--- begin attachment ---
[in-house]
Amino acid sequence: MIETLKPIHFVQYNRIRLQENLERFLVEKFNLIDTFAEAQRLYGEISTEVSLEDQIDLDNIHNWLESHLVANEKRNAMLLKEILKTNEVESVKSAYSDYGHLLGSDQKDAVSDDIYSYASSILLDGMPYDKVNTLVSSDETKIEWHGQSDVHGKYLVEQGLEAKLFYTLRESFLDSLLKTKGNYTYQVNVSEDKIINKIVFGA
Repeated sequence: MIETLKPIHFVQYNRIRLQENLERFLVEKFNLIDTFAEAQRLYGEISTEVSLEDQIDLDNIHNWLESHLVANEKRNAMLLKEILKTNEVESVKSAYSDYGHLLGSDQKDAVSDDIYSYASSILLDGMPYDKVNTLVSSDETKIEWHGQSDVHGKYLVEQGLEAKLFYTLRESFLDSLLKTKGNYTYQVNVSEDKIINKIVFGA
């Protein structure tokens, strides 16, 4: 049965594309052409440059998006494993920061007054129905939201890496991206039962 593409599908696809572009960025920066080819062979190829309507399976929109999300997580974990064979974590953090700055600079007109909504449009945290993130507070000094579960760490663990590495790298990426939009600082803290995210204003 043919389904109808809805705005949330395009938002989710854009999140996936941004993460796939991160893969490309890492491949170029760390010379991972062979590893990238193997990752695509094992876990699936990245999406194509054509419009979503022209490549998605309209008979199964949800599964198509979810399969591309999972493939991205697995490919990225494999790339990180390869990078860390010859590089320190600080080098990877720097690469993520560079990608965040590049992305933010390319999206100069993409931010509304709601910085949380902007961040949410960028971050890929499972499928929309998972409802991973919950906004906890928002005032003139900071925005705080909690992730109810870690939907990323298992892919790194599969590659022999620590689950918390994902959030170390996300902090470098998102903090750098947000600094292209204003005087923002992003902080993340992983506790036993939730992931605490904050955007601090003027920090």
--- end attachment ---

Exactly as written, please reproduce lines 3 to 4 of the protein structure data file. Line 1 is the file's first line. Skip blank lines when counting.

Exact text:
Repeated sequence: MIETLKPIHFVQYNRIRLQENLERFLVEKFNLIDTFAEAQRLYGEISTEVSLEDQIDLDNIHNWLESHLVANEKRNAMLLKEILKTNEVESVKSAYSDYGHLLGSDQKDAVSDDIYSYASSILLDGMPYDKVNTLVSSDETKIEWHGQSDVHGKYLVEQGLEAKLFYTLRESFLDSLLKTKGNYTYQVNVSEDKIINKIVFGA
């Protein structure tokens, strides 16, 4: 049965594309052409440059998006494993920061007054129905939201890496991206039962 593409599908696809572009960025920066080819062979190829309507399976929109999300997580974990064979974590953090700055600079007109909504449009945290993130507070000094579960760490663990590495790298990426939009600082803290995210204003 043919389904109808809805705005949330395009938002989710854009999140996936941004993460796939991160893969490309890492491949170029760390010379991972062979590893990238193997990752695509094992876990699936990245999406194509054509419009979503022209490549998605309209008979199964949800599964198509979810399969591309999972493939991205697995490919990225494999790339990180390869990078860390010859590089320190600080080098990877720097690469993520560079990608965040590049992305933010390319999206100069993409931010509304709601910085949380902007961040949410960028971050890929499972499928929309998972409802991973919950906004906890928002005032003139900071925005705080909690992730109810870690939907990323298992892919790194599969590659022999620590689950918390994902959030170390996300902090470098998102903090750098947000600094292209204003005087923002992003902080993340992983506790036993939730992931605490904050955007601090003027920090």